What Is a Casino?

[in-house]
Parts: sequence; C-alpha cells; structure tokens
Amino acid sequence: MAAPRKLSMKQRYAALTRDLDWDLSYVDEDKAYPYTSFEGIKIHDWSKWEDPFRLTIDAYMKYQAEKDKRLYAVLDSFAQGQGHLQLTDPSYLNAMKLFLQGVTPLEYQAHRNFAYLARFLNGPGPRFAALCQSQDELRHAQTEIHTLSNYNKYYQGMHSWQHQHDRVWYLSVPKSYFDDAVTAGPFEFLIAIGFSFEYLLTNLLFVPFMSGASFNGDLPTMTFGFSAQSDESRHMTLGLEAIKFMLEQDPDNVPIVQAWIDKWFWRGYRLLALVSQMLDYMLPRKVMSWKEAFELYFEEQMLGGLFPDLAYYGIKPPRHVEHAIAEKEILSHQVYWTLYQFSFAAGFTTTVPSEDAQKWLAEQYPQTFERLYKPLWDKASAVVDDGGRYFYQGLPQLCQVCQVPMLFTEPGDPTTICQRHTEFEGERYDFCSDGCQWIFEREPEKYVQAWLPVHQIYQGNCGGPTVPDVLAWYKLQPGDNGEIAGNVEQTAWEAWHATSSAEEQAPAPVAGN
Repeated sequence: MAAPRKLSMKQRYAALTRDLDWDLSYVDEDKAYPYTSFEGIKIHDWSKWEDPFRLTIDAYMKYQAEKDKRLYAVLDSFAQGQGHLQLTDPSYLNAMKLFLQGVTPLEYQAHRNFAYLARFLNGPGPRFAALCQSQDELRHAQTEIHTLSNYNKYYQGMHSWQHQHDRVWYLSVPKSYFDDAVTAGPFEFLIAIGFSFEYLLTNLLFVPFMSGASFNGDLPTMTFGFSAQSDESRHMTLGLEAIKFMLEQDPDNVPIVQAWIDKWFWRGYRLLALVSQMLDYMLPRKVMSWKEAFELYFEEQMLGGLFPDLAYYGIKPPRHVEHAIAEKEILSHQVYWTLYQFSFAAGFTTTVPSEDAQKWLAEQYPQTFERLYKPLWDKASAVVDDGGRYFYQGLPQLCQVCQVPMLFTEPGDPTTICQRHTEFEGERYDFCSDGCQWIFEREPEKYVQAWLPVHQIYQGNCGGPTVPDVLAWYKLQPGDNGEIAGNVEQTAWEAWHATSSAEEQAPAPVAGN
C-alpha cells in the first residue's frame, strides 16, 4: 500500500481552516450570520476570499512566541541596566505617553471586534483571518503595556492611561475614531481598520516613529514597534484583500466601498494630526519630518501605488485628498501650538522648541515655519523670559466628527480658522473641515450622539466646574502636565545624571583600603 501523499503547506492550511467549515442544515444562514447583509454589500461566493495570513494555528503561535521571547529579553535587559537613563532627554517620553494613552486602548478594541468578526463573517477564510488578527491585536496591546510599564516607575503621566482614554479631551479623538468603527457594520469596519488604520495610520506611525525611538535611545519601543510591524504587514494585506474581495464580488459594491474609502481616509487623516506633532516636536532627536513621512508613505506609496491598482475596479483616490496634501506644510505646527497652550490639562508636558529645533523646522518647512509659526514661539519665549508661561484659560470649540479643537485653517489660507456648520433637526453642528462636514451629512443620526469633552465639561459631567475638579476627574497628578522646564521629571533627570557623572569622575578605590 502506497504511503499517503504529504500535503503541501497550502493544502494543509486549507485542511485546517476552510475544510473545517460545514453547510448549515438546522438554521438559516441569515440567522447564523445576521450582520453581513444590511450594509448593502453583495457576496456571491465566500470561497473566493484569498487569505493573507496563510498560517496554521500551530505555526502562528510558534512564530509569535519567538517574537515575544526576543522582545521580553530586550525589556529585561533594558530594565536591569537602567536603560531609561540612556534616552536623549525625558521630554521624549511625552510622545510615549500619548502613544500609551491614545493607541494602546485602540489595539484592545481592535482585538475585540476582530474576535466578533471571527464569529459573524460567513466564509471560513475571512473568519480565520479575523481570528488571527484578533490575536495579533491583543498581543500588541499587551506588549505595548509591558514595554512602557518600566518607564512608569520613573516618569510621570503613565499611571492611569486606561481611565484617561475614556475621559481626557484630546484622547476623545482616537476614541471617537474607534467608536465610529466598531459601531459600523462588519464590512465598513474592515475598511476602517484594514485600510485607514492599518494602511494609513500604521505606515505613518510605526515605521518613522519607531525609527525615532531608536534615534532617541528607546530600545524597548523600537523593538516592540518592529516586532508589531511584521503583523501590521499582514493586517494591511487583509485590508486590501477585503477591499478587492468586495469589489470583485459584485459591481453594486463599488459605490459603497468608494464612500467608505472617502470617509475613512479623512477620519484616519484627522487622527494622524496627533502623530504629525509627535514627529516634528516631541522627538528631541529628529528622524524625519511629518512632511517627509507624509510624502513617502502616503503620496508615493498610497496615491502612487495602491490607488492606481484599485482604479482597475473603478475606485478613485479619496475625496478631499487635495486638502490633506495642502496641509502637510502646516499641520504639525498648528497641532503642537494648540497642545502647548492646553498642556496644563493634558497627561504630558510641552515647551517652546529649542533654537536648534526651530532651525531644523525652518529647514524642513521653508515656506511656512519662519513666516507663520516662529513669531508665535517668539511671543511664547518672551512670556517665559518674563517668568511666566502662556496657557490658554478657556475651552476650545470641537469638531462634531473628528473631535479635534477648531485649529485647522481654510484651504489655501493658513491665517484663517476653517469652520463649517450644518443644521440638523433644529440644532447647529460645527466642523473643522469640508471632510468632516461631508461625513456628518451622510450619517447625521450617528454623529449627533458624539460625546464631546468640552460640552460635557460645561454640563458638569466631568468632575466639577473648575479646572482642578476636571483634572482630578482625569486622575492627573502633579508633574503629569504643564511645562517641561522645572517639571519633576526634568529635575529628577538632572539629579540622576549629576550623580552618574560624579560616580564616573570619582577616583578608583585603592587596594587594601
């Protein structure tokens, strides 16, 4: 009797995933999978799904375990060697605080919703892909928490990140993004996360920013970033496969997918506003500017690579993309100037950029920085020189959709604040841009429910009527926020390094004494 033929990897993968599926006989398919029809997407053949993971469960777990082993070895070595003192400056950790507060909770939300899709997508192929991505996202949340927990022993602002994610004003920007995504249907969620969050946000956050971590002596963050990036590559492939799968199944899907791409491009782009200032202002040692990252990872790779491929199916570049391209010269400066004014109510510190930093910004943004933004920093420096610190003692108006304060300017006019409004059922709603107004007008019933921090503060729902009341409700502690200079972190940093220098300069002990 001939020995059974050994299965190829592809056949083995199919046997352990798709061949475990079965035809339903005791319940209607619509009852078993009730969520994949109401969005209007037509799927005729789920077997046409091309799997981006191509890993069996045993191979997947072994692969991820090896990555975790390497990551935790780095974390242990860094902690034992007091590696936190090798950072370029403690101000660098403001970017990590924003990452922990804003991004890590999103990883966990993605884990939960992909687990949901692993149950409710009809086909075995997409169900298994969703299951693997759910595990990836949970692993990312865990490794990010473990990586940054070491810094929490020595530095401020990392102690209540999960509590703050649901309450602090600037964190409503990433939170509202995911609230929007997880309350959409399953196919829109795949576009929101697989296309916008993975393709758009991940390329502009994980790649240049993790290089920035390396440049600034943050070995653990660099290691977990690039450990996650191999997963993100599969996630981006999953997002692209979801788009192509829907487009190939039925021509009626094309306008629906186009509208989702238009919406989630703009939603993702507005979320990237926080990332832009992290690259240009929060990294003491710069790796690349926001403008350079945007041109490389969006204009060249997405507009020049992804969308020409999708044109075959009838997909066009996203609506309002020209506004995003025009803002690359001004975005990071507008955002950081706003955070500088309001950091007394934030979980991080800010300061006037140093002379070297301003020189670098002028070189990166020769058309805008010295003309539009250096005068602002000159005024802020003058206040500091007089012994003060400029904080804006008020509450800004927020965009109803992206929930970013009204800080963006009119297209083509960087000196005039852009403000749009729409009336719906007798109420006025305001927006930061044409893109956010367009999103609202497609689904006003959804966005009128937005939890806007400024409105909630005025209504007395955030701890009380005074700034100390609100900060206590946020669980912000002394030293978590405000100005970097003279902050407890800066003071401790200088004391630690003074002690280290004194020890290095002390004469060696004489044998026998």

A casino is an entertainment venue with gambling at its core. While musical shows, lighted fountains, shopping centers and elaborate hotel themes help draw in the crowds, casinos would not exist without games of chance. Slot machines, blackjack, craps, roulette, baccarat and other games generate the billions in profits that casinos rake in each year. While some games may require skill, the vast majority have built in odds that ensure that the house will win over time. This mathematical expectation is known as the “house edge,” and it accounts for most of the casino’s profit. The precise origin of gambling is unknown, but it’s clear that it goes back a long way in history. It’s even possible that gambling predates recorded history, with primitive protodice (cut knuckle bones) and carved six-sided dice found in some of the world’s oldest archaeological sites [Source: Schwartz]. The modern casino did not become a regular feature of life until the 16th century, when a gambling craze swept Europe. Italian aristocrats began holding private parties at places called ridotti, where they could bet money and enjoy themselves. These events were not technically legal, but the aristocrats were seldom bothered by police, which did not consider gambling to be a crime. In the 1950s, organized crime gangsters invested in casinos in Nevada, where gambling is legal. As mob money flowed into Reno and Las Vegas, these mobsters got personally involved in the business and took sole or partial ownership of casinos. Federal crackdowns and the risk of losing a license at the slightest hint of Mafia involvement mean that legitimate businesses now run most casinos. Modern casinos attract gamblers from all over the world and make huge profits. The elegant spa town of Baden-Baden in Germany is home to one of the world’s most beautiful casinos, which was once visited by royalty and aristocracy from across Europe. Its baroque flourishes and French palace styling set a standard that many other casinos try to emulate. Most casinos cater to high-stakes gamblers and offer them extravagant inducements. These include free spectacular entertainment and transportation, luxury hotel rooms and reduced-fare dining. These “high rollers” are a major source of casino profits, and they are often greeted with special attention and escort service as they enter the gaming areas. As disposable income grows around the world, more and more people are willing to travel and spend big money in casinos. However, something about gambling encourages some people to cheat and steal to gain an unfair advantage. This is why casinos spend a great deal of time, effort and money on security. In 2005, the average casino patron was a forty-six-year-old woman from a household with above-average income. This demographic was followed closely by older parents. While a significant percentage of casino revenues are generated by gambling, many people visit casinos simply to enjoy the luxury facilities and the entertainment provided by top-notch performers. These visitors contribute to the casino industry’s massive profits, but they do not make up a large share of its customers.